No. Unweighted GPAs are a Washington State thing. Applications (Common App, Coalition App, colleges’  own applications) ask if the GPA is weighted or unweighted b/c they want to know how your district/ state does it, not because they are asking you to choose how you want to be represented. It isn’t a choice. It’s more of a selection of what it already the case.  


    Won’t Shorewood students be at a disadvantage against students with weighted GPAs?

    No. Colleges know that Washington State has unweighted GPAs. Colleges convert all incoming GPAs to a common scale.

    For example, say a Shorewood student who has taken three APs has a 3.6 and student from Texas with the same AP courses and same letter grades in all courses has a 4.1. [These figures are made up.] The colleges know--from how the student has answered the questions on the application and their knowledge of the states--that the scale is different. The college will convert either all of the Texans’ scores to a 4.0 scale unweighted scale and the student will have the same GPA as the 3.5 Shorewood student or the college will convert all of the Washington applicants’ GPAs to a weighted scale and the Shorewood student will have a 4.1.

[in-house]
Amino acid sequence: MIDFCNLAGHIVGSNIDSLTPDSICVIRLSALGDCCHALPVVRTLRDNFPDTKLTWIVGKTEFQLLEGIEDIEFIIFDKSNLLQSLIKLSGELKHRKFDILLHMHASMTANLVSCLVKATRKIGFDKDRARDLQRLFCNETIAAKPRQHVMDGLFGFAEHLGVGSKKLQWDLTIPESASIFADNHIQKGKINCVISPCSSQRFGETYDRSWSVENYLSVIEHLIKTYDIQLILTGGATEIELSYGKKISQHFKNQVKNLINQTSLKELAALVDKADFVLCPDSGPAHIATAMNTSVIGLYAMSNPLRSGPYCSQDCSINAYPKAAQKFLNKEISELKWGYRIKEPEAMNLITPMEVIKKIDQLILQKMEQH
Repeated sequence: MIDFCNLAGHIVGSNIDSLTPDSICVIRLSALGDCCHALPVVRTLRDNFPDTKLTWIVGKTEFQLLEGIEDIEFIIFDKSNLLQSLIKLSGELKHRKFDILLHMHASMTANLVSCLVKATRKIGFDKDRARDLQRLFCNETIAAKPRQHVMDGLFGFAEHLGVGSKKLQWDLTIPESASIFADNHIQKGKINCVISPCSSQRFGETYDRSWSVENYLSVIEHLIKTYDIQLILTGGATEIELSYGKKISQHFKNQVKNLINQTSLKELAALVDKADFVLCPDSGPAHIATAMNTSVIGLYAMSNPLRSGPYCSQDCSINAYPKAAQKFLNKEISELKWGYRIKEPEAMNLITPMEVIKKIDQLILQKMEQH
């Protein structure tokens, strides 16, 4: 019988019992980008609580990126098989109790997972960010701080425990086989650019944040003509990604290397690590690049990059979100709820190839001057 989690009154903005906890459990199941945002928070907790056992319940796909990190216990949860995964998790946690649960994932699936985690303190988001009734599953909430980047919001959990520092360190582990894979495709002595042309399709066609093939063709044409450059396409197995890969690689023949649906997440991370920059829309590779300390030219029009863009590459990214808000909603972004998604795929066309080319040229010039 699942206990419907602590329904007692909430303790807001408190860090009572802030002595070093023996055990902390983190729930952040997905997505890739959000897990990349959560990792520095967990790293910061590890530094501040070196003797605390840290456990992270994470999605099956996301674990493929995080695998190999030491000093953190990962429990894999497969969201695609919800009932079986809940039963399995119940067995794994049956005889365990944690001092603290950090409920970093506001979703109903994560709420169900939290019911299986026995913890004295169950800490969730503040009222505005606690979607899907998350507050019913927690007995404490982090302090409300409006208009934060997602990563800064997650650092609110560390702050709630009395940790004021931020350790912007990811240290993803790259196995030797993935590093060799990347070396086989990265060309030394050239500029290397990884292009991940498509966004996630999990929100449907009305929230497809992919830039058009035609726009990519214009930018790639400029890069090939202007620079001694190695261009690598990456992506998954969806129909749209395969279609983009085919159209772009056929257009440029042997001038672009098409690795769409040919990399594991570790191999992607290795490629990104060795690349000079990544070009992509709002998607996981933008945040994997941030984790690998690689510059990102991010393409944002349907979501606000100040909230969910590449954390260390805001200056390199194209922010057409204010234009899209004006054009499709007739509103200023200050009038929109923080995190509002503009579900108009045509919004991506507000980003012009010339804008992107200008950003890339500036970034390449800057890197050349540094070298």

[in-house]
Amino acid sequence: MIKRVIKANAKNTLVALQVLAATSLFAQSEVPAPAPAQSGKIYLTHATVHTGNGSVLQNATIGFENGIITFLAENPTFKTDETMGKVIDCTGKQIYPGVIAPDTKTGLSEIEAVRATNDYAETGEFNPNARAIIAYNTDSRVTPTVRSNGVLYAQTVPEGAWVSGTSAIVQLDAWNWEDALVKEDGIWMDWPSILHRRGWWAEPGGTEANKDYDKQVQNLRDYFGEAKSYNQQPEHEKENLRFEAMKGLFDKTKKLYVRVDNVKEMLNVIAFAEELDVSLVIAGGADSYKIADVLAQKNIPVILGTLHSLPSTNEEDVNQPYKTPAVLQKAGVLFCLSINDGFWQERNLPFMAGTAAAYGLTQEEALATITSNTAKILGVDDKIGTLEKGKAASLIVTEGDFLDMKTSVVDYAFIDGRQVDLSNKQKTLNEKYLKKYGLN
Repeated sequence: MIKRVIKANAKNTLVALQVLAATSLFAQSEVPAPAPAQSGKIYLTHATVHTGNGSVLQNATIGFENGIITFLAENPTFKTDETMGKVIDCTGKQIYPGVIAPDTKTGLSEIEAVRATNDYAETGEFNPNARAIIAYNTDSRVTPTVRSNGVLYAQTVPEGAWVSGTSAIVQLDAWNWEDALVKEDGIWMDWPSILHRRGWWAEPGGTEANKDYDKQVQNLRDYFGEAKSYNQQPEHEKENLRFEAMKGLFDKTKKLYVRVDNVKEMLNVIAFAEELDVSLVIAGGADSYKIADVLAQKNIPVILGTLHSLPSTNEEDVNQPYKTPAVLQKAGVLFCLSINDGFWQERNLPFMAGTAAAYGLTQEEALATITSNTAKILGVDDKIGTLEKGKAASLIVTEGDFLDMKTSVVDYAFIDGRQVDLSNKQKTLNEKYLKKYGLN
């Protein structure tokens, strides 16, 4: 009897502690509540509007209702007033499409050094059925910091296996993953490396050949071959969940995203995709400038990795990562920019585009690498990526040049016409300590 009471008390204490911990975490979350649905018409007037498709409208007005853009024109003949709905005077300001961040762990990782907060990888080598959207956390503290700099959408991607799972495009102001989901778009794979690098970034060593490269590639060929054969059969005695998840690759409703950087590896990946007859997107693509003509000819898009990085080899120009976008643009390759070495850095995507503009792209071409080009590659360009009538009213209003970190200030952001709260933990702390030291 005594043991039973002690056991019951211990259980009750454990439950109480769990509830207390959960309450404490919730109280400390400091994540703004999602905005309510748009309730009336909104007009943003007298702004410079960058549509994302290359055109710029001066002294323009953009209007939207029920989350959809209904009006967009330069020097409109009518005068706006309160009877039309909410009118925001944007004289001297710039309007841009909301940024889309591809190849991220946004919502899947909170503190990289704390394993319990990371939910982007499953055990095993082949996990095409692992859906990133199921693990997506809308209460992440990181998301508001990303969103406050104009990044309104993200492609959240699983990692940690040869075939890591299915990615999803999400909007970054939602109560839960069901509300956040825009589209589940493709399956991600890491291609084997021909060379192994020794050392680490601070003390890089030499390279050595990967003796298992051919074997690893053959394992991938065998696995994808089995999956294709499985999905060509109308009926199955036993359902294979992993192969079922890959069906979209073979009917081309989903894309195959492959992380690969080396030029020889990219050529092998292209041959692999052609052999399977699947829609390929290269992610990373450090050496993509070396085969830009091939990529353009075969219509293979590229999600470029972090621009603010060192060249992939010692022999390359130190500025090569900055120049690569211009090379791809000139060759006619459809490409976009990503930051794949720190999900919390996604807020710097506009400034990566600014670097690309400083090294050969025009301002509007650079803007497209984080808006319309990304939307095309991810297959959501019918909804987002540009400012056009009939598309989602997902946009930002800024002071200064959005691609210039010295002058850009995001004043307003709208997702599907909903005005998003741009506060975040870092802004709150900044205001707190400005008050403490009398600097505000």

Class Rank

    How do I find out my class rank?

    You don’t. Shoreline School District does not rank. On the Common App/ Coalition App, select “school does not rank.”

    [The Shoreline School District did away with rank in 2013-2014 because it had been based exclusively on GPA and was not an accurate representation of students’ academic achievement.]